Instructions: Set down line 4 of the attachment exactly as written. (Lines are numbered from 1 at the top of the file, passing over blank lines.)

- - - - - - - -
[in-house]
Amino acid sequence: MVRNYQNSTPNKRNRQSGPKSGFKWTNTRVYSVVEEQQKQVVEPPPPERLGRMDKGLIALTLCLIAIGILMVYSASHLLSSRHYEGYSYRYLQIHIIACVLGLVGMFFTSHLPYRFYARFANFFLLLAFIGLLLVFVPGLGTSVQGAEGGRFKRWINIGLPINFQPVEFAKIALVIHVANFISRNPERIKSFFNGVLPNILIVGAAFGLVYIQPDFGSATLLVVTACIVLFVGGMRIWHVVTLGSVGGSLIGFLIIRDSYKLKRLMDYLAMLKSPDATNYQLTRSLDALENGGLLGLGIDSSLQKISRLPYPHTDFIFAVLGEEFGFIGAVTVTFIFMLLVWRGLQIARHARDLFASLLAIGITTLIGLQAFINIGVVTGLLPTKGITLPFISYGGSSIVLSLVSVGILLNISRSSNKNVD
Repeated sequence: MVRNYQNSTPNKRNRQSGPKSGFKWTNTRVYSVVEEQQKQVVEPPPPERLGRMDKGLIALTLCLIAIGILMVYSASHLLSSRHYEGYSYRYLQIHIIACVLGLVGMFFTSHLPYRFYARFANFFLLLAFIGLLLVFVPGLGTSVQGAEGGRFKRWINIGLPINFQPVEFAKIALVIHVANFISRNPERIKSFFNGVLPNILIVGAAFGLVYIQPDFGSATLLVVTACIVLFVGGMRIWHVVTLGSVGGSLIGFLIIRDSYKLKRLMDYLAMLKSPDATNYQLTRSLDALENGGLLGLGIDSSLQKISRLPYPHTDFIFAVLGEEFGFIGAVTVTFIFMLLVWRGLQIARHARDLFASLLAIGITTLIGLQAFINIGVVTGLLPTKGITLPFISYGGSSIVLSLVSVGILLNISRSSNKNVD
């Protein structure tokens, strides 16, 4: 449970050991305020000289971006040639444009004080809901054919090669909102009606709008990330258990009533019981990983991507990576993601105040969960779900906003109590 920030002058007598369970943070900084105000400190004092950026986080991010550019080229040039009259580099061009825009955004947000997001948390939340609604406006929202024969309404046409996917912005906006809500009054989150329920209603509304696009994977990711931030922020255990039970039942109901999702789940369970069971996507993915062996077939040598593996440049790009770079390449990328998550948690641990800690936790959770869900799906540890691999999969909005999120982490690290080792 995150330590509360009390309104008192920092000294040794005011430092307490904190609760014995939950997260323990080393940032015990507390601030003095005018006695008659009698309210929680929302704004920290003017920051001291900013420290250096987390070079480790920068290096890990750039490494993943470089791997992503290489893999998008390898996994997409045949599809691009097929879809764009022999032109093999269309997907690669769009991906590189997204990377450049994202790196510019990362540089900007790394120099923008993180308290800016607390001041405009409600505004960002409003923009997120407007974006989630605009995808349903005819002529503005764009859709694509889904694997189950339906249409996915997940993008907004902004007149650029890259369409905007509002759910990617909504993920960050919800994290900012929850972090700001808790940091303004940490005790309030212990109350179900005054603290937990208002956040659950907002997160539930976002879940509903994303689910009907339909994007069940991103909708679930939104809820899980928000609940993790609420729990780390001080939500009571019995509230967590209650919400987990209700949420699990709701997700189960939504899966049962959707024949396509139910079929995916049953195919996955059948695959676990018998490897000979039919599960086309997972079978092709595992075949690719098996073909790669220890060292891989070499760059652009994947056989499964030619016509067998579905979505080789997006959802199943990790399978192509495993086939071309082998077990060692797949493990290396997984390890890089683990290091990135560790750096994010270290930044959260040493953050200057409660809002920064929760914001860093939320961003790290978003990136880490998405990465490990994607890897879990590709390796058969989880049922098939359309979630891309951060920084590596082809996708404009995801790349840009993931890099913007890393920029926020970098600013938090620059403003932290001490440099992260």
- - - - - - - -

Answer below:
């Protein structure tokens, strides 16, 4: 449970050991305020000289971006040639444009004080809901054919090669909102009606709008990330258990009533019981990983991507990576993601105040969960779900906003109590 920030002058007598369970943070900084105000400190004092950026986080991010550019080229040039009259580099061009825009955004947000997001948390939340609604406006929202024969309404046409996917912005906006809500009054989150329920209603509304696009994977990711931030922020255990039970039942109901999702789940369970069971996507993915062996077939040598593996440049790009770079390449990328998550948690641990800690936790959770869900799906540890691999999969909005999120982490690290080792 995150330590509360009390309104008192920092000294040794005011430092307490904190609760014995939950997260323990080393940032015990507390601030003095005018006695008659009698309210929680929302704004920290003017920051001291900013420290250096987390070079480790920068290096890990750039490494993943470089791997992503290489893999998008390898996994997409045949599809691009097929879809764009022999032109093999269309997907690669769009991906590189997204990377450049994202790196510019990362540089900007790394120099923008993180308290800016607390001041405009409600505004960002409003923009997120407007974006989630605009995808349903005819002529503005764009859709694509889904694997189950339906249409996915997940993008907004902004007149650029890259369409905007509002759910990617909504993920960050919800994290900012929850972090700001808790940091303004940490005790309030212990109350179900005054603290937990208002956040659950907002997160539930976002879940509903994303689910009907339909994007069940991103909708679930939104809820899980928000609940993790609420729990780390001080939500009571019995509230967590209650919400987990209700949420699990709701997700189960939504899966049962959707024949396509139910079929995916049953195919996955059948695959676990018998490897000979039919599960086309997972079978092709595992075949690719098996073909790669220890060292891989070499760059652009994947056989499964030619016509067998579905979505080789997006959802199943990790399978192509495993086939071309082998077990060692797949493990290396997984390890890089683990290091990135560790750096994010270290930044959260040493953050200057409660809002920064929760914001860093939320961003790290978003990136880490998405990465490990994607890897879990590709390796058969989880049922098939359309979630891309951060920084590596082809996708404009995801790349840009993931890099913007890393920029926020970098600013938090620059403003932290001490440099992260």